Thursday, April 29, 2021

Things Heard & Seen


Art restorer Catherine Claire (Amanda Seyfried) is forced to abandon her life in Manhattan and move to Chosen when her husband George (James Norton) lands a teaching job at Saginaw College. They settle in a newly acquired farmhouse replete with history dating back all the way back to the late 1800s. It does not take long before mother and daughter feel that they are not alone in the house. She finds random stuff from previous owners such as a thick book chronicling family trees and death anniversaries from generations past, an old piano music sheet, as well as an antique ring embedded on the kitchen’s windowpane. Their daughter also reports seeing a woman watching her as she sleeps in her room. Digging deeper into their new home’s history. Catherine discovers various secrets, not just about their new abode, but also of the very family she thought she knew well.

I enjoyed this movie. Apparently, a lot of people did not, based on the mixed reviews that can be found online. Perhaps coming into the narrative without the slightest idea about the source material helped a lot in establishing reasonable expectations? I like how the plot unfolds and how it keeps you interested by wooing you to play detective and guess where the storyline is headed to. That is the journey. The destination, on the contrary, is quite a different story, especially that strange ending that felt so vague and rushed.

While marketed as yet another haunted house movie, Things Heard & Seen feels rather different, both in a good and bad way. One of the pros is that the jump scares are few. It is established that there are spirits in the house and that some of them are not friendly, but there isn’t much going on aside from the repetitive supernatural tinkering with the family’s electronics. If anything, what comes across as more intriguing is the couple’s relationship as well as the secrets they are hiding from one another.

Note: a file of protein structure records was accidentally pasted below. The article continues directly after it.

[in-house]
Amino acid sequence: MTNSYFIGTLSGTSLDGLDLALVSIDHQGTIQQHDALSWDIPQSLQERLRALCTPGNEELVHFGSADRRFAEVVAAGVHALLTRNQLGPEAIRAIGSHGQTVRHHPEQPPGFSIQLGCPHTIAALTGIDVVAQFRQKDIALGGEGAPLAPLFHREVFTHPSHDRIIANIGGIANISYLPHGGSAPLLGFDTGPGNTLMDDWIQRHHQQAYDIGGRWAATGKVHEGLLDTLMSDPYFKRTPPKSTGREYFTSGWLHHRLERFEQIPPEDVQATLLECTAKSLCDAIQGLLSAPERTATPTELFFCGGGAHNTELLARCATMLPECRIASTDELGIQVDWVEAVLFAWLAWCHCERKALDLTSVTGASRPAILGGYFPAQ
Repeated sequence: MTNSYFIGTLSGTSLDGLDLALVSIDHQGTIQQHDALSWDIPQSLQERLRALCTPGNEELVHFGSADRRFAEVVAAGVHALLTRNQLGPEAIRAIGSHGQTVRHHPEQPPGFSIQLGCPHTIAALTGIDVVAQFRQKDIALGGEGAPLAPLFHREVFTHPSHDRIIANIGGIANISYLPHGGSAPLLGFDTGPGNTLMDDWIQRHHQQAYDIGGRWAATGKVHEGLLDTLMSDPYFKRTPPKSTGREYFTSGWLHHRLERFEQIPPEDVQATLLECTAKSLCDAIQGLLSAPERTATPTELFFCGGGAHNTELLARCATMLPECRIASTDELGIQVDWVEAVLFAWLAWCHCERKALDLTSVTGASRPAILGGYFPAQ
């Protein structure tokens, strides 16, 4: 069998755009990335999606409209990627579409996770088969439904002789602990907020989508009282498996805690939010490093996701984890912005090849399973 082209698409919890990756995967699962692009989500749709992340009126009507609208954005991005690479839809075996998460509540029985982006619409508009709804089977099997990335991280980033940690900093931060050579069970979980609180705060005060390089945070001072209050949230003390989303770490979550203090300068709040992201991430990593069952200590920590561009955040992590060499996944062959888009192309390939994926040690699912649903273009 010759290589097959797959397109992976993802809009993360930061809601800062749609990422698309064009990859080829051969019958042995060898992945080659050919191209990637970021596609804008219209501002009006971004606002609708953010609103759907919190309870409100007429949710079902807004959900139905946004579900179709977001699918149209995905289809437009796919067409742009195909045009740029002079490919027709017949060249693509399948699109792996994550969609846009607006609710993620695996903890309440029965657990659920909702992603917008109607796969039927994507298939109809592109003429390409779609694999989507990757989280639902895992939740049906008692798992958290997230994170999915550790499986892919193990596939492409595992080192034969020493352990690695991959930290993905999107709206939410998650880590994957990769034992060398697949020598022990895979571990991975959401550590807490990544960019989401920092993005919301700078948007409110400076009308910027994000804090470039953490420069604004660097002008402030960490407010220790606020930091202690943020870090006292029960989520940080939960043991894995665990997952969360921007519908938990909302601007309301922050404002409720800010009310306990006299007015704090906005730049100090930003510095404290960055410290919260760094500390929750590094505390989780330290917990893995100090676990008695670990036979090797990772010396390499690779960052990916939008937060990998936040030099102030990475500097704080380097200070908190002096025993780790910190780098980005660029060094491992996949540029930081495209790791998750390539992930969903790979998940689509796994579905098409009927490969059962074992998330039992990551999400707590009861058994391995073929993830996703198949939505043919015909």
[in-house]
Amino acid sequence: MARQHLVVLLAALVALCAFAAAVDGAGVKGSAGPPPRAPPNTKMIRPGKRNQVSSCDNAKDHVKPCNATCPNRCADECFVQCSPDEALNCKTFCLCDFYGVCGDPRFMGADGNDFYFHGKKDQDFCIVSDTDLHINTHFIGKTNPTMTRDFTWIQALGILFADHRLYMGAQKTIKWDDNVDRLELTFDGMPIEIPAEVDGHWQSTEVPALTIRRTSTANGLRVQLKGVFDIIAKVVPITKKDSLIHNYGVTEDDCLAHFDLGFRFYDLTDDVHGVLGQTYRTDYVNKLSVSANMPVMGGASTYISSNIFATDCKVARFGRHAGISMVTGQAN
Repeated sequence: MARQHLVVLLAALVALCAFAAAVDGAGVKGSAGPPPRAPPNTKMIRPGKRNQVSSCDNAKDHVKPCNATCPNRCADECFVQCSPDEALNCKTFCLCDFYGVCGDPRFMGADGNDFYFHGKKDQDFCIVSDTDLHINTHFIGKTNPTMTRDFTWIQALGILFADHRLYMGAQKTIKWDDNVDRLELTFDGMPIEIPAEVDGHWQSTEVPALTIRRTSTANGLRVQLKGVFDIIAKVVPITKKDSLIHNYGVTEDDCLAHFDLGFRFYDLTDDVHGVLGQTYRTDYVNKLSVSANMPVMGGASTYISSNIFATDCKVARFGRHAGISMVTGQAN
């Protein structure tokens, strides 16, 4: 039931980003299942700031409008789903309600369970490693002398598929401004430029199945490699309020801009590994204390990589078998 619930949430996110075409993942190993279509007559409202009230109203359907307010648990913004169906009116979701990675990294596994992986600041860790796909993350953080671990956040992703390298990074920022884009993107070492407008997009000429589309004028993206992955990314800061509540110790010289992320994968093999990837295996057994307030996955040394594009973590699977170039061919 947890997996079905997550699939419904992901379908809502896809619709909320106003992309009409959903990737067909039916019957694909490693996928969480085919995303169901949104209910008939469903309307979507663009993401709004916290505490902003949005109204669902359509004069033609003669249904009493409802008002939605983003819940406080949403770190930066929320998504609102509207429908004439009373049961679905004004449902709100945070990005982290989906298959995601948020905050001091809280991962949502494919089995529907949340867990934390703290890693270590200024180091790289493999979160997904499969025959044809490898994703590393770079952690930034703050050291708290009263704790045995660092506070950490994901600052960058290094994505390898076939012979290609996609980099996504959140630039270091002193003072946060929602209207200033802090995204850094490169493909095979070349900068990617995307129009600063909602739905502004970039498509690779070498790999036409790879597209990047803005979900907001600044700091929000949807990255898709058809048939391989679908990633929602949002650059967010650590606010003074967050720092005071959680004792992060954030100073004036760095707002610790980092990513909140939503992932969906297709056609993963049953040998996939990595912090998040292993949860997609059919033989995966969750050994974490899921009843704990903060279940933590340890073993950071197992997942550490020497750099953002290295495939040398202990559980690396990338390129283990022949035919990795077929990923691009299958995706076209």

As for the cons, well, the film appears to be low budget at best. There’s imagery, especially those that involve the supernatural, that are akin to those you find in made for TV movies and weekly paranormal TV series. While the use of such plot device is kept to a minimum, it still appears a bit tacky, which kind of diminishes the overall impact somehow. I guess the culmination of that is the very ending which aimed high for symbolism but fell short and landed in weird territory.

Oh yes, symbolism. I think better appreciation for this film could be had if one is well versed in art, the Hudson River School in particular. And then you also have Emanuel Swedenborg’s theological musings which serve as a recurring reference all throughout. There is obviously an attempt on a bigger philosophical interpretation here. Unfortunately, it seems like a niche that the pedestrian viewer will end up neither understanding nor appreciating.

As for the acting, both Seyfried and Norton work with what they are given, which isn’t much. This is definitely not an actor’s movie because it’s the storyline and the underlying themes that keep the viewers hooked. I’d say watch it for the mystery, which is plenty during the first half. The second half is when the twist becomes more and more obvious and predictable, making you wish that somehow a closing salvo would swoop in and save the day, except that there isn’t one. As a weekend TV movie to ward off boredom, though, this should suffice.

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